Hillary's Hardest Choice

The best way to justify Hillary’s barnstorming across the country while pretending not to be on the campaign trail is for her to write a book. Even before Hard Choices hit the stands, Hillary Clinton was madly making the rounds, amassing enough celebratory sashes to mount her own Ms. America contest. Now she can justify her supposedly non-campaign stops by capping them off with book signings. 

Canny Ms. Clinton has come up with a hands-on excuse for her constant public appearances, one she hopes will sufficiently mask her true intentions. If there are voters out there who may wonder how such a peripatetic politician found the time to even write a book, perhaps she didn’t. Time is hardly a consideration when there’s a stable of speechwriters, pens or laptops poised.

In recent months, Hillary has been experimenting with rearrangements of  her hairstyle. Now comes another experiment: rearranging history. A different twist here, a change of part there, and so forth. Tone down the brash color. Tease the  troublesome strands of her past a bit to make the lady seem more caring and less calculating.

Book critic Michiko Kakutai of the New York Times, wrote, “The rollout of Clinton’s new book, ‘Hard Choices’… has all the subtlety of a military operation ramping up to full speed.”  Others judged it to be more soporific than terrific, Mike Allen of Politico calling it “a newsless snore, written so carefully not to offend that it will fuel the notion that politics infuses every part of her life.“

Still, the intent of the book is not to get tongues wagging, but to calm them down, maybe even silence them. Mrs. Clinton’s underlying purpose for bringing forth her latest literary tome, however boring and “newsless,” is to anticipate and thus deflect the avalanche of criticism that is bound to gain momentum when she declares her candidacy, which she will. It is clearly an attempt to jump the gun on her opposition. All the sincere protestation is nothing more than vintage Clinton.

The underlying thrust of Hard Choices is to soften Hillary’s image. By concentrating on “choices,” she seeks to portray herself as just another conscientious person, like you and me, who must grapple with decisions in our daily lives. For anyone who might suspect that Hillary’s decisions were selfishly arrived at in order to advance her vaulting ambition, her latest book offers the alternative of a kinder, more even-handed and less polarizing figure whose choices were dutifully centered on family and country, rather than around herself.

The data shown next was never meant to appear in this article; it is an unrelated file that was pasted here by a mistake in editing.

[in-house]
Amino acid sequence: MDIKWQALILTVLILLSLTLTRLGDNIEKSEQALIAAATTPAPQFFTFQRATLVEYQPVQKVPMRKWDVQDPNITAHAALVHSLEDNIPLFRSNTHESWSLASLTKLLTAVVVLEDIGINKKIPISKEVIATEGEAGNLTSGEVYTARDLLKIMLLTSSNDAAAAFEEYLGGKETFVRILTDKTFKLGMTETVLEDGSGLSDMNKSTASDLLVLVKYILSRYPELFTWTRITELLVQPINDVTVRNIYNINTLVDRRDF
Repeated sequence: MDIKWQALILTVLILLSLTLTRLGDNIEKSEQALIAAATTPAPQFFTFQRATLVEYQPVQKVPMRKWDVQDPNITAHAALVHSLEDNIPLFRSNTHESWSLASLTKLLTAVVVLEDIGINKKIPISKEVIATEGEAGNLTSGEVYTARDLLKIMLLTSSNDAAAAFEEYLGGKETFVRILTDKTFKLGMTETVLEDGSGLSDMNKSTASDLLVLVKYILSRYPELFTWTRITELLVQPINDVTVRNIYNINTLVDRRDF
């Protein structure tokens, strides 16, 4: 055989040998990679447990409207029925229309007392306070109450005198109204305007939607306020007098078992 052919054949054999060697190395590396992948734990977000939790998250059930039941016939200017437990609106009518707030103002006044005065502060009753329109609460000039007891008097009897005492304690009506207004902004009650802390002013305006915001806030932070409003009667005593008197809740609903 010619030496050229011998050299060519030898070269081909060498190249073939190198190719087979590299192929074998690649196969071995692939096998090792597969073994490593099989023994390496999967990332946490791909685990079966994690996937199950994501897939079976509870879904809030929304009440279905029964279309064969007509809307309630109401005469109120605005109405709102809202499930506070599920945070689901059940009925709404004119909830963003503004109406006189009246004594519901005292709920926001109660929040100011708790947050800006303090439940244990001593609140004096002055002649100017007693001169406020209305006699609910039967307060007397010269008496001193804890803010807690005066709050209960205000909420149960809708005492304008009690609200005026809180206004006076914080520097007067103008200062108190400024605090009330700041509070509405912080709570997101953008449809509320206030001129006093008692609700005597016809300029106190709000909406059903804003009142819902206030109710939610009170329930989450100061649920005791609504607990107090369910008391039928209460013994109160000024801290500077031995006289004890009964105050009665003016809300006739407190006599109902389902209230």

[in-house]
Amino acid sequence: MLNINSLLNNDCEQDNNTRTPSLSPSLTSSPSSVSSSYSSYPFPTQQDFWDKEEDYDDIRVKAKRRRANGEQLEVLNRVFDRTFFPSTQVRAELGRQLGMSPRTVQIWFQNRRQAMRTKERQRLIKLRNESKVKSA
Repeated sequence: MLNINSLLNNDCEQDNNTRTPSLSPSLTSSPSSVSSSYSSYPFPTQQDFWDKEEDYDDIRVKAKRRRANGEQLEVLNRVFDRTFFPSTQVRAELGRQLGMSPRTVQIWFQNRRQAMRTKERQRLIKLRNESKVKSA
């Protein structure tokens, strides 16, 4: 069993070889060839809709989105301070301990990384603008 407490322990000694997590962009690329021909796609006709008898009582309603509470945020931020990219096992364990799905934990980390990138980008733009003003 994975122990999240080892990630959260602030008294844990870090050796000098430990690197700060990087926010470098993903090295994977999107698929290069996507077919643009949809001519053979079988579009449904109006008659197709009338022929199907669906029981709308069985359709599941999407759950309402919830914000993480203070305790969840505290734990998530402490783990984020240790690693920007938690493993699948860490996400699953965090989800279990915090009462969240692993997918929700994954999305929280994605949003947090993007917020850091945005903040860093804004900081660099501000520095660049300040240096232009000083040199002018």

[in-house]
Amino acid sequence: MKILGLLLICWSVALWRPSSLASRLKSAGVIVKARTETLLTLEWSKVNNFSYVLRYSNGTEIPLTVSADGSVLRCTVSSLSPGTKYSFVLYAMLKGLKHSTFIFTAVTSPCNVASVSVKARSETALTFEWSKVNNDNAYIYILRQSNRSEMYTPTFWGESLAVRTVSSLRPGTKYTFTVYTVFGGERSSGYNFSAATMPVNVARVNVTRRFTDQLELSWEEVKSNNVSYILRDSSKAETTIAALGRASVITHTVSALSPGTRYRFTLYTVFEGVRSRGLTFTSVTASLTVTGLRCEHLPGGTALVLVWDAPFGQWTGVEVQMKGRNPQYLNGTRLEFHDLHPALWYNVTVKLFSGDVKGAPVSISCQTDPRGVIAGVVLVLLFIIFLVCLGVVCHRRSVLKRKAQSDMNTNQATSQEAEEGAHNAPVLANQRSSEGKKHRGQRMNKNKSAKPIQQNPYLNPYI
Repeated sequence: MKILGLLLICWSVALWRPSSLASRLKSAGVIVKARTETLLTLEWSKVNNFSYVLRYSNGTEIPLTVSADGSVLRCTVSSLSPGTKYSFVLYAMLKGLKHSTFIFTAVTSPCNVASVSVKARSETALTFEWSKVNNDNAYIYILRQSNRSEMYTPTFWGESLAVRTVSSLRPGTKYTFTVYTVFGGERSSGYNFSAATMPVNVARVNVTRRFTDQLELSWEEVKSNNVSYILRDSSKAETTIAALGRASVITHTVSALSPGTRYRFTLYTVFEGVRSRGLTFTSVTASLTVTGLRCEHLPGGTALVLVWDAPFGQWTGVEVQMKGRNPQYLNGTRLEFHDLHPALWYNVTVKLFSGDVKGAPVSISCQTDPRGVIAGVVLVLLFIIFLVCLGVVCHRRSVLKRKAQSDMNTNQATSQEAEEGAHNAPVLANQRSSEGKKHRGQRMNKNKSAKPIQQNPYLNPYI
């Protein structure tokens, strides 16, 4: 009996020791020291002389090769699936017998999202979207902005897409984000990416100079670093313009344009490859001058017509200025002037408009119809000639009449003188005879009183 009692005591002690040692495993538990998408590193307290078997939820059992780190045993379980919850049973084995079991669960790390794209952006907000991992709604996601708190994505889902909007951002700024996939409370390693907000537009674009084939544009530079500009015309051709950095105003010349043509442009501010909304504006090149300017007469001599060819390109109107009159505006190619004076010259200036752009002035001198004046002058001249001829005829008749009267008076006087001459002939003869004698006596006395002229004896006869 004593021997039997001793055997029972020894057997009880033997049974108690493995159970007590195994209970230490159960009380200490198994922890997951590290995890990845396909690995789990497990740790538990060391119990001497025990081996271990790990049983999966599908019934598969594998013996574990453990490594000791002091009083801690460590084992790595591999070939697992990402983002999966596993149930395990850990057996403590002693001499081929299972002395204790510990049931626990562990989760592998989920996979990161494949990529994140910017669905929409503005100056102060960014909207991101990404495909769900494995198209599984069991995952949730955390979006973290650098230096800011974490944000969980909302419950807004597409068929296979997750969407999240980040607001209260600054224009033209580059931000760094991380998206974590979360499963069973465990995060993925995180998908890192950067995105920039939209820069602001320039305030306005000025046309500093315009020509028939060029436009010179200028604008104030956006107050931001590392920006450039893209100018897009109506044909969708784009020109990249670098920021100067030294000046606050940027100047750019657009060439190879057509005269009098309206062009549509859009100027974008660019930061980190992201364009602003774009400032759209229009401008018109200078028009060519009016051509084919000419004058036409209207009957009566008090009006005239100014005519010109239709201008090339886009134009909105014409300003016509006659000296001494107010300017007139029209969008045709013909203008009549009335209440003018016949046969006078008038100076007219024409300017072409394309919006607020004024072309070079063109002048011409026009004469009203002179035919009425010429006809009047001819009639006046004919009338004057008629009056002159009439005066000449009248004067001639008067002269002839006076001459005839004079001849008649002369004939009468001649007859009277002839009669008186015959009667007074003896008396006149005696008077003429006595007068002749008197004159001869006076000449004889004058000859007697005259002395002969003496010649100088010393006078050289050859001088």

There is the possibility that the general public will tire of Hillary even before the 2016 campaign season gets officially underway. It’s a chance she takes. But the Clinton camp is betting on the opposite effect: that by then she will have become such a ”popular” figure – i.e. being so well known to the public -- she will already seems back in the White House.  The hardest choice of Hillary’s life, perhaps, will be to make her election appear inevitable.

In the meantime, she’s everywhere. I came across her recently at our mutual college reunions, which always take place in the same cycle on the Wellesley campus. Under Secret Service protection, she took her place in the audience that listened to a talk by another alumna and former Secretary of State, Madeleine Albright, who spoke engagingly about her signature pin collection. Hillary received a rousing ovation when she was introduced. But she did not show up the following morning to march in the alumnae parade; her appearance would likely have been too disruptive in that crowded, open  venue. As it is, she and Madeleine generally suck the oxygen out of all other reunion events.

One of her many returning fans had a different take on this, insisting that Hillary Rodham Clinton couldn’t dare appear in the parade, since her opponents would  immediately read something nasty into that, such as an attempt to  drum up votes. Yet how can that be so, when Hillary’s not even running for president? Besides, she can’t easily march and sign books at the same time, can she? Well, can she?